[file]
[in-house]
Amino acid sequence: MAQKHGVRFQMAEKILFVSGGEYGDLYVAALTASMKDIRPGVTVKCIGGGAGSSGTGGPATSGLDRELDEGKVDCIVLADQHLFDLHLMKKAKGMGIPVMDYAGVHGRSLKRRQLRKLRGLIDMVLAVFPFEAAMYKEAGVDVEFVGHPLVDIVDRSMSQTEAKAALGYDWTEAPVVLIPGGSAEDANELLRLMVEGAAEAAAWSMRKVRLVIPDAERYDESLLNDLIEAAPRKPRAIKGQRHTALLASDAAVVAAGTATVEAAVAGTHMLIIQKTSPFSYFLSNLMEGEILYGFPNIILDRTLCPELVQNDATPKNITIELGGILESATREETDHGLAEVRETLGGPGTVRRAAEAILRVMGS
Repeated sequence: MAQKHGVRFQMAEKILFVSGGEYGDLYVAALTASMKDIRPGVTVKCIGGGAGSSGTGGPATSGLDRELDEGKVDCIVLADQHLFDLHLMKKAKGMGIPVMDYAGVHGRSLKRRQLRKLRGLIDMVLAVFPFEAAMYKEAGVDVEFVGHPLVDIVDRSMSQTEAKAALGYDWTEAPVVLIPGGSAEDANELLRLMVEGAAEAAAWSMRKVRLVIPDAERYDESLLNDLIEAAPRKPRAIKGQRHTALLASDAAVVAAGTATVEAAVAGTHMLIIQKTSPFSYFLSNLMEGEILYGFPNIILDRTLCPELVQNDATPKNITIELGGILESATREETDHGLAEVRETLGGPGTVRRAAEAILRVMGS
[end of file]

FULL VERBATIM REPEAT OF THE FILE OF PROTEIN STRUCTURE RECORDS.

[in-house]
Amino acid sequence: MAQKHGVRFQMAEKILFVSGGEYGDLYVAALTASMKDIRPGVTVKCIGGGAGSSGTGGPATSGLDRELDEGKVDCIVLADQHLFDLHLMKKAKGMGIPVMDYAGVHGRSLKRRQLRKLRGLIDMVLAVFPFEAAMYKEAGVDVEFVGHPLVDIVDRSMSQTEAKAALGYDWTEAPVVLIPGGSAEDANELLRLMVEGAAEAAAWSMRKVRLVIPDAERYDESLLNDLIEAAPRKPRAIKGQRHTALLASDAAVVAAGTATVEAAVAGTHMLIIQKTSPFSYFLSNLMEGEILYGFPNIILDRTLCPELVQNDATPKNITIELGGILESATREETDHGLAEVRETLGGPGTVRRAAEAILRVMGS
Repeated sequence: MAQKHGVRFQMAEKILFVSGGEYGDLYVAALTASMKDIRPGVTVKCIGGGAGSSGTGGPATSGLDRELDEGKVDCIVLADQHLFDLHLMKKAKGMGIPVMDYAGVHGRSLKRRQLRKLRGLIDMVLAVFPFEAAMYKEAGVDVEFVGHPLVDIVDRSMSQTEAKAALGYDWTEAPVVLIPGGSAEDANELLRLMVEGAAEAAAWSMRKVRLVIPDAERYDESLLNDLIEAAPRKPRAIKGQRHTALLASDAAVVAAGTATVEAAVAGTHMLIIQKTSPFSYFLSNLMEGEILYGFPNIILDRTLCPELVQNDATPKNITIELGGILESATREETDHGLAEVRETLGGPGTVRRAAEAILRVMGS